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Councilors push for Narcan distribution to students to prevent overdoses

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Graduate Student councilors said that the University needs to distribute narcan and fentanyl kits to the student body to prevent overdoses at Wednesday’s Graduate Student Council (GSC) meeting. 

While the University has previously been hesitant to take a leadership position on fentanyl kits for “liability reasons,” Jarita Greyeys, a fourth-year PhD student in education, said she believes that its “something that we can take a leadership position on, even if it’s just providing opportunities for people to be trained on narcan administrating.”

GSC councilor Tim Vrakas ’21 M.S. ’22 echoed the need for students to have access to these kits. Vrakas said that it would be “extremely cheap” to buy narcan kits in bulk to provide to students, based on his own research into the topic.

As a resident assistant during the year in which a student died from an overdose, GSC councilor Chloe Glikbarg ’21 M.S. ’22 said that she and other staff considered buying narcan kits themselves out of their personal funds. She added that there is a lot of interest among residential assistants to create a stipend for students to buy narcan kits themselves and to offer them training for using the kits. 

ASSU President Christian Giadolor ’22 also met with the GSC to discuss a student petition that highlights accessibility issues related to in-person classes and advocates for a better hybrid learning model for students. 

“The petition would suggest that the legislative bodies at the ASSU would pass a joint resolution that would be brought forth to the Faculty Senate,” Giadolor said. “However, the Vice Provost for Undergraduate Education (VPUE) had some concerns about the language for the petition.”

The VPUE stated that the language used in the petition is too broad, according to Giadolor. The petition applies to all classes at Stanford, and VPUE did not feel that providing a hybrid model for certain in-person classes, such as fitness or music classes, would be beneficial to both instructors and students. 

VPUE also noted that the University’s COVID-19 case count has been “relatively low,” and the number of students who have missed classes so far this quarter is not far off from the number of students who have had to miss classes pre-pandemic, Giadolor said. 

Vice Provost for Undergraduate Education Sarah Church has offered to work with both the Undergraduate Senate (UGS) and the GSC to help make a joint resolution that would best benefit students facing barriers due to COVID-19, according to Giadolor. The UGS also hopes to work with Church to better communicate the resources and accommodations available for students who are experiencing COVID-19 related difficulties. The GSC reaffirmed its commitment to working with VPUE and the UGS to provide the necessary accommodations for students struggling with the virus. 

Jocelyn Breeland, Executive Director of Strategic Communications for ResEd, also shared updates with the GSC about the Escondido Village Graduate Residences EVGR packagemail center. Graduate students who have a smart locker will now be able to indicate to the packagemail center if they want to have their packages be placed in a lower locker. Last weekend, the GPC also returned five parking spaces for graduate students to use, she added.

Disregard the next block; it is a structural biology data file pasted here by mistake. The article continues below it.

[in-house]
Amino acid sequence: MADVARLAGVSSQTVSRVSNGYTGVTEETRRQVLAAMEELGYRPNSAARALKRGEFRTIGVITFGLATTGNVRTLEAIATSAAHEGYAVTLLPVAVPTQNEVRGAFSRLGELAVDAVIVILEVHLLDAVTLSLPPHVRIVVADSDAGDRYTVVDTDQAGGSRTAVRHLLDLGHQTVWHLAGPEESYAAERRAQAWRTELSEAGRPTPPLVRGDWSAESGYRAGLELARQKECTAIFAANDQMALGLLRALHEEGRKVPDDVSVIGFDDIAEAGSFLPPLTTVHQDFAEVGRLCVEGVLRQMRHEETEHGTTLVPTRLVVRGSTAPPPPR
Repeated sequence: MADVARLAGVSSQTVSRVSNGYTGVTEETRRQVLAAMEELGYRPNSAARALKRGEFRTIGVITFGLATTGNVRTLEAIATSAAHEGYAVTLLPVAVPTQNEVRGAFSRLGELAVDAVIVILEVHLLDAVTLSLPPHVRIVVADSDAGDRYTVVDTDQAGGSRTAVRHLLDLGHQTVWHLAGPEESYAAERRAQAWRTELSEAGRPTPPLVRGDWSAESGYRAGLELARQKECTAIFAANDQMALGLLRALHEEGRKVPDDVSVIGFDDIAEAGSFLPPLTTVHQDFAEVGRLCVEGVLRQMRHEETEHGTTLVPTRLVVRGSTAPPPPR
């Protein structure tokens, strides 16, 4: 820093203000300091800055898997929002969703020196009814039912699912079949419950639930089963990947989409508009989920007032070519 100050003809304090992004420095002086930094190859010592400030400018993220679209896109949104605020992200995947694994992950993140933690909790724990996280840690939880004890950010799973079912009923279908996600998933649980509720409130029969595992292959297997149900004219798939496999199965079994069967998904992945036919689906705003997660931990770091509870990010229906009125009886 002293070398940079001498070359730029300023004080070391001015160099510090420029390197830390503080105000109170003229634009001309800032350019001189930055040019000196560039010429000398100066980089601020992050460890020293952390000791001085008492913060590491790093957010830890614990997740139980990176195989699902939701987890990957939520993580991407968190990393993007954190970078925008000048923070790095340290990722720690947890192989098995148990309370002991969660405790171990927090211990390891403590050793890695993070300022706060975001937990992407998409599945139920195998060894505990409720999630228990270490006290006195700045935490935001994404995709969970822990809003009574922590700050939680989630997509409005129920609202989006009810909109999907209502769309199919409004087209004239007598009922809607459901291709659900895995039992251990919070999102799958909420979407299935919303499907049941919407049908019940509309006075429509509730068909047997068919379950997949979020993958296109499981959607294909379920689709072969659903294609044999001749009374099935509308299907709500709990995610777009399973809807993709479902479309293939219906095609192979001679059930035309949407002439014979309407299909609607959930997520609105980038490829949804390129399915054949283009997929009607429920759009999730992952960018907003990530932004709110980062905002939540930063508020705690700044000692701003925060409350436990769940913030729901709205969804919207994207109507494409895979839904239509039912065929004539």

Graduate Student councilors also met with the Nominations Committee Administrative Chair Haleigh Quinn ’22 to advocate for increased graduate student representation on the Cardinal Care Advocacy Committee. 

The Cardinal Care Advocacy Committee was established to work to lower the cost of Cardinal Care, the University’s healthcare plan, for student-dependents. However, councilors criticized the nominations committee process for having previously formed a committee to address issues related to Cardinal Care, but failing to fully set up any meetings for that committee. GSC member and second-year Aeronautics and Astronautics PhD student Jason Andersan said that the committee has to be set up “right now if we want to actually make a change for next year.” 

Applications for students to serve on the Cardinal Care Advocacy Committee will open in early winter quarter, according to Quinn. The student selection process will focus on five categories: preparedness, motivation for serving community involvement, diversity and inclusion, advocacy and leadership.

It has been difficult to recruit graduate students to serve on nomination committees in the past due to trouble with accessing graduate student mailing lists, according to Quinn. Quinn also noted that nominations commissions have previously asked for more undergraduate representation, which she believes contributed to a lack of graduate students on nomination committees. Moving forward with this committee, the GSC is pushing for more graduate student representation and involvement.

This article has been corrected to more accurately reflect the changes made at the packagemail center. The Daily regrets this error.

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Carolyn Stein is a contributing writer from Los Angeles, California. She is pursuing coursework in psychology, East Asian studies and comparative literature. On campus, you can find her making loud noises with the LSJUMB. Contact her at news 'at' stanforddaily.com.